What a day! I felt thrown into the deep end without knowing how to swim. So lost, so inadequate. I felt like I was totally wrong in thinking that I could function in a role like this. How do I survive? How can I make it? The “hospital” is a series of tents – thick canvas tents with doors and you are lucky if you have window flaps. The tents are so close together and one door looks straight into another tent. And the heat! I was prepared for hot, but the sweat was literally dripping off of me. Five minutes in the tent and I was drenched. Thank God for bandannas and water!
IMC has 3 ER tents. I spent the majority of my time today in #2. Triage is right outside tent 1. Tent 2 is directly behind tent 1. And tent 3 is off to the side of tent 2. Tents 1 and 2 are mostly adult and ER type injuries. Tent 3 is orthopedic and some pediatrics. There are so many many aid workers from so many different countries. So many languages heard from every direction. Two docs were in tent 2 and Corey and I both ended up as the RNs. It was hard because we were both new and didn’t know where anything was. It was especially hectic when we got there.
A 6 year old boy came in in respiratory distress. I won’t forget the limp body in the arms of a Haitian man (his father, perhaps?). He was layed on a cot and a crowd of docs gathered around yelling out orders. They put in an intraosseous IV (into the marrow in his shin bone) because they couldn’t get a regular IV in. He was eventually intubated and transferred to the Miami Hospital, which was located at the main airport. Later we found out that he was placed on a ventilator and died shortly thereafter. Initially they thought that he was having a blood transfusion reaction, but eventually decided that it was CHF (Chronic Heart Failure) exacerbated by the transfusion and the fluid overload. …
A lot of patients came through our tent. There was a psychotic patient waiting for a psych consult who was just hanging out in a chair. IMC has at least one psychiatrist who we can contact when there are people that need their services. A woman who was postpartum x 1month was waiting for an inpatient bed – she was breathing at 30 respirations/minute due to a cardio-myopathy. There was a man with a left tib-fib fracture – the worst xray I’ve ever seen. When he was transferred to surgery, he left a huge pool of blood and pus on the cot where it had leaked through his dressing. There were a lot of dehydrated patients. There was a boy (maybe 17) who jumped off a transport bus and had a nasty wound behind his knee. You could see muscle. One of the MDs sewed it closed – it was probably 4 inches wide. Gruesome.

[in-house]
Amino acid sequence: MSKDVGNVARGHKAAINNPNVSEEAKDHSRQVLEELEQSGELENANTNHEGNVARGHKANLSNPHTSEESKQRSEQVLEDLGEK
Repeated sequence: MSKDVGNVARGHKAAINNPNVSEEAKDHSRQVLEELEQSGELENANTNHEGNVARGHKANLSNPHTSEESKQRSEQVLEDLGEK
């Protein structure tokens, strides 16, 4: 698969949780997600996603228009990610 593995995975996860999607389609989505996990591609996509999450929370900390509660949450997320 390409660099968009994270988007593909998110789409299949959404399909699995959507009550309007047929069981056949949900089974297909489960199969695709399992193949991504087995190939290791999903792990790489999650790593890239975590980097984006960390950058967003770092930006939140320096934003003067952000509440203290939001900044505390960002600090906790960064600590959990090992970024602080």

I missed all the IV starts I tried today. I felt useless, but I learned so much today. Supplies are crazy missing. It’s very hard to find anything. There are medications that I’ve never heard of and I’m required to reconstitute IVs… Do I hang it in a bag or push it? Through all of it I feel inadequate, but I have to remind myself that something is better than nothing and is more than these people would have otherwise. It’s really great being around the docs because I get to hear some of the diagnostic stuff which helps me understand more of what I should be doing. I think the first couple of days are just going to be frustrating, but perhaps the whole time will be.
The pharmacy/central supply center is organized chaos. It took me about an hour to pick up supplies that we had ordered to be ready an hour before hand. On the way to the pharmacy, we passed the nursing school. I was walking with Niall (he’s an ER nurse from Australia and has been here for a week already) and he flatly stated that there were still 120 nursing students buried under the wreckage. Bodies that had yet to be recovered. It’s unbelievable. Astounding. The building was pancaked. I am still feeling numb to it all and I’m waiting for the wave to hit and be awakened to these atrocities. I don’t know when that day will come…
Jesus, be my shepherd – guide me through this time. Help me to gain confidence in what I know, yet remain humble in your presence. Help me to regard these human lives as priceless and help me to attach names to faces. Be a part of my time here. Thank you for continued protection and support from home. Thank you for loving me even though I am lost and inadequate. Thank you for your promise. Help me to show love to these people even if it just through a hand squeeze or a smile. Be with me. Amen.